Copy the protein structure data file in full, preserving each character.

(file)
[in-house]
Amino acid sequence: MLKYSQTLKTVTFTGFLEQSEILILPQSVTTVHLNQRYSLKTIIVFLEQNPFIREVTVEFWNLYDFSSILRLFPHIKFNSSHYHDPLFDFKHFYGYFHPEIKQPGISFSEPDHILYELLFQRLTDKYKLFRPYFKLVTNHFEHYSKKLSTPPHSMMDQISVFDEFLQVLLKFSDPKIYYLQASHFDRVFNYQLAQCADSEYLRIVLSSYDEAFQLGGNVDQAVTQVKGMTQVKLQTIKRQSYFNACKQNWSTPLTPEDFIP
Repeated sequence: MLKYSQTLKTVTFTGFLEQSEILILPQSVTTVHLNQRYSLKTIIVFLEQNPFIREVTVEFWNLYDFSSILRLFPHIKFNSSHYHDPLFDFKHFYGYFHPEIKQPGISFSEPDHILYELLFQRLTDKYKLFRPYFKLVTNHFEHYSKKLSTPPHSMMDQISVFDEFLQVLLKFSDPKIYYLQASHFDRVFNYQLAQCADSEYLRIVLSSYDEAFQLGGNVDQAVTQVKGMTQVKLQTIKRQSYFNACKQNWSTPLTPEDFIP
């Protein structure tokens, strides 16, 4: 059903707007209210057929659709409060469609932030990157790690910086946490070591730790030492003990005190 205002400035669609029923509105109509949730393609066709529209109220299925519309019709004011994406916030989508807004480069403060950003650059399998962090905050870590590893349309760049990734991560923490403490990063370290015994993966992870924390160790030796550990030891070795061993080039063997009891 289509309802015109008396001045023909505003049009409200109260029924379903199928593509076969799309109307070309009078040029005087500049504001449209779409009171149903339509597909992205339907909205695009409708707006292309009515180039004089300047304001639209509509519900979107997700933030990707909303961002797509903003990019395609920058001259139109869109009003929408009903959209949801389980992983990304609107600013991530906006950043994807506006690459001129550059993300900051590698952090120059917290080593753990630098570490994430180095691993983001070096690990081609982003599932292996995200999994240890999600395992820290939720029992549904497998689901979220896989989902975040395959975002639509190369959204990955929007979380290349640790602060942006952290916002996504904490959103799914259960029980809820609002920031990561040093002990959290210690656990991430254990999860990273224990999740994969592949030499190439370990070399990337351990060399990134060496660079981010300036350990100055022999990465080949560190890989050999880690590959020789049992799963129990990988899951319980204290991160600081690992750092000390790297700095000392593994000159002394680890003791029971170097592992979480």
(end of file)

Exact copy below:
[in-house]
Amino acid sequence: MLKYSQTLKTVTFTGFLEQSEILILPQSVTTVHLNQRYSLKTIIVFLEQNPFIREVTVEFWNLYDFSSILRLFPHIKFNSSHYHDPLFDFKHFYGYFHPEIKQPGISFSEPDHILYELLFQRLTDKYKLFRPYFKLVTNHFEHYSKKLSTPPHSMMDQISVFDEFLQVLLKFSDPKIYYLQASHFDRVFNYQLAQCADSEYLRIVLSSYDEAFQLGGNVDQAVTQVKGMTQVKLQTIKRQSYFNACKQNWSTPLTPEDFIP
Repeated sequence: MLKYSQTLKTVTFTGFLEQSEILILPQSVTTVHLNQRYSLKTIIVFLEQNPFIREVTVEFWNLYDFSSILRLFPHIKFNSSHYHDPLFDFKHFYGYFHPEIKQPGISFSEPDHILYELLFQRLTDKYKLFRPYFKLVTNHFEHYSKKLSTPPHSMMDQISVFDEFLQVLLKFSDPKIYYLQASHFDRVFNYQLAQCADSEYLRIVLSSYDEAFQLGGNVDQAVTQVKGMTQVKLQTIKRQSYFNACKQNWSTPLTPEDFIP
């Protein structure tokens, strides 16, 4: 059903707007209210057929659709409060469609932030990157790690910086946490070591730790030492003990005190 205002400035669609029923509105109509949730393609066709529209109220299925519309019709004011994406916030989508807004480069403060950003650059399998962090905050870590590893349309760049990734991560923490403490990063370290015994993966992870924390160790030796550990030891070795061993080039063997009891 289509309802015109008396001045023909505003049009409200109260029924379903199928593509076969799309109307070309009078040029005087500049504001449209779409009171149903339509597909992205339907909205695009409708707006292309009515180039004089300047304001639209509509519900979107997700933030990707909303961002797509903003990019395609920058001259139109869109009003929408009903959209949801389980992983990304609107600013991530906006950043994807506006690459001129550059993300900051590698952090120059917290080593753990630098570490994430180095691993983001070096690990081609982003599932292996995200999994240890999600395992820290939720029992549904497998689901979220896989989902975040395959975002639509190369959204990955929007979380290349640790602060942006952290916002996504904490959103799914259960029980809820609002920031990561040093002990959290210690656990991430254990999860990273224990999740994969592949030499190439370990070399990337351990060399990134060496660079981010300036350990100055022999990465080949560190890989050999880690590959020789049992799963129990990988899951319980204290991160600081690992750092000390790297700095000392593994000159002394680890003791029971170097592992979480």